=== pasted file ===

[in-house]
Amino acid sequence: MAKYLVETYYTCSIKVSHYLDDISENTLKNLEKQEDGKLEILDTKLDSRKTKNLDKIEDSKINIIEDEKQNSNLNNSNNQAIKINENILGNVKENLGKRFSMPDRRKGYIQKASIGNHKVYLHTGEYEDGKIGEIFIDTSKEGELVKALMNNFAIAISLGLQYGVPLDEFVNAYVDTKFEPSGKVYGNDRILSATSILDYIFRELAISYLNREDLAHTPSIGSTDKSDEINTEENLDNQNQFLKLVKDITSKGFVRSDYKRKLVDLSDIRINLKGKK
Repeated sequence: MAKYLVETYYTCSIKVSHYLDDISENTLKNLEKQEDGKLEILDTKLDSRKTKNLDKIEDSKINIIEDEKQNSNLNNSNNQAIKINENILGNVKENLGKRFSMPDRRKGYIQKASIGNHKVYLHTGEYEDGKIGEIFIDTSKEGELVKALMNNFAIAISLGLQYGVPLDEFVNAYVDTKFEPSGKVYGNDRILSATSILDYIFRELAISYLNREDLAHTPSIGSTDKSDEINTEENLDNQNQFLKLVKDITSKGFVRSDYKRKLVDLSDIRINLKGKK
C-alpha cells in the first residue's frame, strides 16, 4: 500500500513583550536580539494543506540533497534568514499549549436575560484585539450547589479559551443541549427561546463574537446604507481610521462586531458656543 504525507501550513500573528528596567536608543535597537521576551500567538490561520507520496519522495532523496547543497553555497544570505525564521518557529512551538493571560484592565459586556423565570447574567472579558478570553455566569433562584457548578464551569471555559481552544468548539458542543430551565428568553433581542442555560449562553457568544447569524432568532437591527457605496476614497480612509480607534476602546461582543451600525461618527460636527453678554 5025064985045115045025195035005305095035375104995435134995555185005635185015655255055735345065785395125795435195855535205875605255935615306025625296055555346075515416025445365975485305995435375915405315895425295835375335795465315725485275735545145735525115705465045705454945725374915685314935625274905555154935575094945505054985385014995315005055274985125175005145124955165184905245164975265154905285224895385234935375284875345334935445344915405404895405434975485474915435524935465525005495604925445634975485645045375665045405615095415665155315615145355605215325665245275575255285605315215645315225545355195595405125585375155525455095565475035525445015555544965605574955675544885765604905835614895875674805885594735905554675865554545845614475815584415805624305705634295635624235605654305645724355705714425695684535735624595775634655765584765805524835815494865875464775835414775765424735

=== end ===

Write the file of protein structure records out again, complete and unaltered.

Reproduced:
[in-house]
Amino acid sequence: MAKYLVETYYTCSIKVSHYLDDISENTLKNLEKQEDGKLEILDTKLDSRKTKNLDKIEDSKINIIEDEKQNSNLNNSNNQAIKINENILGNVKENLGKRFSMPDRRKGYIQKASIGNHKVYLHTGEYEDGKIGEIFIDTSKEGELVKALMNNFAIAISLGLQYGVPLDEFVNAYVDTKFEPSGKVYGNDRILSATSILDYIFRELAISYLNREDLAHTPSIGSTDKSDEINTEENLDNQNQFLKLVKDITSKGFVRSDYKRKLVDLSDIRINLKGKK
Repeated sequence: MAKYLVETYYTCSIKVSHYLDDISENTLKNLEKQEDGKLEILDTKLDSRKTKNLDKIEDSKINIIEDEKQNSNLNNSNNQAIKINENILGNVKENLGKRFSMPDRRKGYIQKASIGNHKVYLHTGEYEDGKIGEIFIDTSKEGELVKALMNNFAIAISLGLQYGVPLDEFVNAYVDTKFEPSGKVYGNDRILSATSILDYIFRELAISYLNREDLAHTPSIGSTDKSDEINTEENLDNQNQFLKLVKDITSKGFVRSDYKRKLVDLSDIRINLKGKK
C-alpha cells in the first residue's frame, strides 16, 4: 500500500513583550536580539494543506540533497534568514499549549436575560484585539450547589479559551443541549427561546463574537446604507481610521462586531458656543 504525507501550513500573528528596567536608543535597537521576551500567538490561520507520496519522495532523496547543497553555497544570505525564521518557529512551538493571560484592565459586556423565570447574567472579558478570553455566569433562584457548578464551569471555559481552544468548539458542543430551565428568553433581542442555560449562553457568544447569524432568532437591527457605496476614497480612509480607534476602546461582543451600525461618527460636527453678554 5025064985045115045025195035005305095035375104995435134995555185005635185015655255055735345065785395125795435195855535205875605255935615306025625296055555346075515416025445365975485305995435375915405315895425295835375335795465315725485275735545145735525115705465045705454945725374915685314935625274905555154935575094945505054985385014995315005055274985125175005145124955165184905245164975265154905285224895385234935375284875345334935445344915405404895405434975485474915435524935465525005495604925445634975485645045375665045405615095415665155315615145355605215325665245275575255285605315215645315225545355195595405125585375155525455095565475035525445015555544965605574955675544885765604905835614895875674805885594735905554675865554545845614475815584415805624305705634295635624235605654305645724355705714425695684535735624595775634655765584765805524835815494865875464775835414775765424735